That team, by the way, is made up of the following: Peter Quill aka Star-Lord (Chris Pratt), a young space explorer and smuggler who was abducted from his Missouri home as a boy (this was 1988, and the boy's only item from home is a cassette tape labelled "Awesome Mix Tape #1" that is...awesome); Gamora (Zoe Saldana), an alien assassin whose adopted family seeks control of the whole Universe; Rocket, that unique raccoon whose voice sounds an awful lot like Bradley Cooper; Groot, an alien tree-being who has recently become Rocket's travelling companion, voice provided by Vin Diesel; and Drax the Destroyer, whose name implies a lot and the fact that he's played by former WWE pro wrestler Dave Bautista backs those implications up. These are the Guardians of the Galaxy, and they are unbelievably cool.
Gunn's film doesn't waste any time, not even a second, the story of young Peter Quill's abduction beginning even before the Marvel logo splashes across the screen. It's not necessarily a broken rule that begins Gunn's film, rather the first in the assortment of eccentricities with which he loves to line his work. Like the characters that inhabit it, Guardians is an odd bird, a tongue-in-cheek adventure that is as awesome as it is hilariously entertaining. How else are you going to work a Lloyd Kaufman cameo into a Marvel movie?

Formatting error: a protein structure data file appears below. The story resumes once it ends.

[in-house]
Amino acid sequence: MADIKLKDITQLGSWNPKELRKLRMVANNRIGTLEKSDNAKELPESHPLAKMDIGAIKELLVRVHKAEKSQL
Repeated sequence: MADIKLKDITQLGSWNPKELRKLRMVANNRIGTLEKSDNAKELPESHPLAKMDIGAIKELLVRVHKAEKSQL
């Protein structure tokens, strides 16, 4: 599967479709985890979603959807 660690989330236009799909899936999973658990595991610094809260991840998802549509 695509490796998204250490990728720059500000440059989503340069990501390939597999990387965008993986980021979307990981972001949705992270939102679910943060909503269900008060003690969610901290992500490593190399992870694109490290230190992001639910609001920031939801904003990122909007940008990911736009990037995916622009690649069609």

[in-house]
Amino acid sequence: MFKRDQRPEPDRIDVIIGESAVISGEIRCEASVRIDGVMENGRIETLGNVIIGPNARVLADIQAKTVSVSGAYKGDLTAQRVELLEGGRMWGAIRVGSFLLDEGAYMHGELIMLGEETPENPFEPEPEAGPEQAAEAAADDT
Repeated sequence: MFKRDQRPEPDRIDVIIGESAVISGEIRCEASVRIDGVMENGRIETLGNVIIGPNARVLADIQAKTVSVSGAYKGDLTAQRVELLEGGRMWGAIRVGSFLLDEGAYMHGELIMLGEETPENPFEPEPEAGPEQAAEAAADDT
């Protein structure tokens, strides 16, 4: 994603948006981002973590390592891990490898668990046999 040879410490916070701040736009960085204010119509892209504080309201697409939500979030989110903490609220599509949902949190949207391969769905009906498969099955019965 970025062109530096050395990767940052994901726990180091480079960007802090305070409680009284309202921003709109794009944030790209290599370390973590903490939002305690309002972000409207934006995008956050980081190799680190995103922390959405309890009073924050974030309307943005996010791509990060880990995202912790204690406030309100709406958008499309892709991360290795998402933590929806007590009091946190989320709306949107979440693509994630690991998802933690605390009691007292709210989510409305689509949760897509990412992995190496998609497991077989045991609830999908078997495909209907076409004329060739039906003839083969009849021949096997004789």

As eccentric as it is, Guardians is also the most purely entertaining Marvel film to come along. Serious drama comes up here and there, Gamora's family issues, mainly those regarding her psychotic brother, Ronan (Lee Pace), and his wicked plans for the universe, being the primary example. Yet, nothing in Guardians ever reaches past a certain level of seriousness. We're never that far removed from a humorously cynical line from Rocket, a goofy face and a charming line from Star-Lord, or even an instance of Groot uttering the only line he has in the movie, "I am Groot." Be prepared for kids to fall head-over-heels in love with the big, wooden lug.